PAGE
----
A desire to share the beauties of our territory with others.
This is what inspired the Fedele Piccinni family to take up a challenge: restoring the original splendour of places filled with historic interest.
Careful, non-invasive work has brought “Masseria Monacelli” and “Masseria Giampaolo” back to life, preserving the history and heritage of these wonderful places.
History of Masseria Monacelli
Located north-east of Lecce, this magnificent farm complex has a closed-courtyard design, originally comprising a Tower, a mill, animal pens, and an outside well. In later times, the building was extended, with the addition of other rooms on the left side of the tower. A statuette protected the entrance door, while the facade was adorned with four coats of arms, indicating the families that owned the property over the course of time.
Sadly, these have been irretrievably lost, and the whole farm complex has long been subject to the ravages of time. The entrance is defended by a battlement with two embrasures.
Part of the courtyard is occupied by a large semi-underground olive-mill.
In the ancient “Platea” of the Abbey of Cerrate, dating from 1692, it is referred to as the Masseria Torricelli.
The estate then belonged to the Cigala family, barons of Castro, but in 1775, it was listed among the properties owned by the Convent of the Dominican Fathers of San Giovanni d’Ajmo, the Order of Preachers. This considerable estate included sixteen enclosures for a total area of over 320 “tomoli”, which contained 11,423 olive trees to the value of 481 “macine” (millstones), 177 holm oaks and 100 fig trees.
In addition to the payment of tithes in fruit to the Monastery of S. Maria in Cerrate, it was also subject to the payment of “erbatica” (one sheep or goat every year), “carnatica” (one piglet from every sow’s litter) and “monta” (all the cacio and ricotta cheese obtained from one day’s milking).
On the right side of the tower stands the Chapel of the Nativity of Jesus Christ, built in 1758, which was visited on March 10th, 1888 by Mgr. Luigi Zola, Bishop of Lecce. The Bishop found the altar in good order, except for the painting above it, which was in need of restoration. The chalice was good but needed to be cleaned, the chasuble restored and the missal remade; the gloria cards were in need of renewal but the linen cloths were good. A bell gable stands on the right side of the Chapel.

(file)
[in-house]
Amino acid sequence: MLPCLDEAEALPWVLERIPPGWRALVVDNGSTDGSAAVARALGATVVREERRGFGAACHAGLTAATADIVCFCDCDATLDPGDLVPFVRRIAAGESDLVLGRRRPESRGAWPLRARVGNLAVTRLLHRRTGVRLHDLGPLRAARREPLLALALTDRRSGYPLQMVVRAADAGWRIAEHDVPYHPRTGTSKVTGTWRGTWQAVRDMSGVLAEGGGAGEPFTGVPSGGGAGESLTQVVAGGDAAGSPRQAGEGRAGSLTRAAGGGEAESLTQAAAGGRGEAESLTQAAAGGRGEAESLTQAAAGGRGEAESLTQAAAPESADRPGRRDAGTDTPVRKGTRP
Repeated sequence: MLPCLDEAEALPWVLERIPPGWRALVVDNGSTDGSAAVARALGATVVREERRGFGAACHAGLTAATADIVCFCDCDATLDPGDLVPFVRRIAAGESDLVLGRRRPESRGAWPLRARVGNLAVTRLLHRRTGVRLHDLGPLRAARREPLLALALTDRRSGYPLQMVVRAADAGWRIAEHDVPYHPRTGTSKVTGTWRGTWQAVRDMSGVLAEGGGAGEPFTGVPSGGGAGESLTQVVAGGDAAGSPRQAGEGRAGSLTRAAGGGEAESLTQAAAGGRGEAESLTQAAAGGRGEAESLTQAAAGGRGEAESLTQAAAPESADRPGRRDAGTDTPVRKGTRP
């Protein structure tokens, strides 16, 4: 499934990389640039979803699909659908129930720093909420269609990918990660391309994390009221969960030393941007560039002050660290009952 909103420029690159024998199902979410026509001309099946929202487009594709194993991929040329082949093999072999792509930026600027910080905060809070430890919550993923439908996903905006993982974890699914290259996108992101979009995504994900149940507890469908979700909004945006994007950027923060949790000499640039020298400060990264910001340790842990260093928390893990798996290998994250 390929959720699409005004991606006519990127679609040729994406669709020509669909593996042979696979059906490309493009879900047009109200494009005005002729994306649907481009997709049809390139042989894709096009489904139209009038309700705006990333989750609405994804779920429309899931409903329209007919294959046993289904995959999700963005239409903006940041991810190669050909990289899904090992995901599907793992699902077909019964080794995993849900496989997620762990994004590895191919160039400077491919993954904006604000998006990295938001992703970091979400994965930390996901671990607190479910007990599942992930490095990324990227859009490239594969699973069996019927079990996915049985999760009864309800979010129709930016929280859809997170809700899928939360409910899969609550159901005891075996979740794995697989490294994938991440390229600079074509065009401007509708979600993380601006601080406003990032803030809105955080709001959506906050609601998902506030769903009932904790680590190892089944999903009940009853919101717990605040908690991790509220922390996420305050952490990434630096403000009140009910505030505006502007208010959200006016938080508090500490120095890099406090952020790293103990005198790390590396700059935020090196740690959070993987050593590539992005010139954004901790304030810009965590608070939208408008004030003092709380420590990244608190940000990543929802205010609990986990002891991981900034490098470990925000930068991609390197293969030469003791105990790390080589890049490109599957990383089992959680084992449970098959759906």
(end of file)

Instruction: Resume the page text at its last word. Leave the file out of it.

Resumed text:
In 1891, the farm belonged to Signora Lucia Saluzzo, Princess of Bagnara.
In 1912, it was still the property of the Princes of Ruffo and Bagnara.
During the period of land occupation, the peasants of Surbo and other neighbouring villages invaded and occupied large uncultivated portions of this estate.
Known by the name “Municeddri”, it now belongs to Signora Annalisa Fedele Piccini, whose determined efforts have resulted in renovation of the whole masseria complex and reconstruction of the olive groves.
Prof. Aldo Caputo
History of Masseria Giampaolo
It is one of the sixteen farm complexes which belonged to the feud of the Abbey of S. Maria di Cerrate; the most important in terms of the type of land involved and its location. Indeed, it is situated beside the old road between Lecce and Cerrate.
It is a simple building complex featuring a monumental 16th-century tower with many battlements, including one over the entrance door. There was also a drawbridge-style door in the middle of the landing at the top of the staircase (now gone). The entire area of the courtyard is taken up by two very fine and unusual “trappeti” – underground olive mills.
In 1608, the property was owned by the Tafuri family, who sold it to Giandomenico Cigala for 7800 ducats in 1616. It was then inherited by his son Bernardino.
This huge farm complex, originally known as “GioPaulo”, included at this time, in addition to the tower-building: “eight “case terragne” (mud-brick houses), huts, well and “trappeto” (underground olive-press), “palombaro”, two gardens with common trees and oven and mill in working order”. It was an enclosed complex built around the tower, the main hub of the system and point of reference for all the various farm activities.
In 1690, Giò Cigala, probably Bernardino’s son, sold the Masseria to the Monastery of San Giovanni di Lecce for 9500 ducats.
With the abolition of ecclesiastical property, the farm passed to the State, and in 1866 was bought by Giuseppe Libertini. In a state of great disrepair, it was bought in 2000 by Signora Annalisa Fedele Piccini, who, by means of careful and non-invasive reclamation work, managed to restore the Tower and adjacent buildings to their original state.
Masseria GIAMPAOLO has regained its ancient splendour. Activities in relation to the land have also flourished, with the great olive groves, the lush Mediterranean scrub-land, and all the smells and colours of nature. It is easy to understand the strong bond that always connected people to their land here in the south.
Prof. Aldo Caputo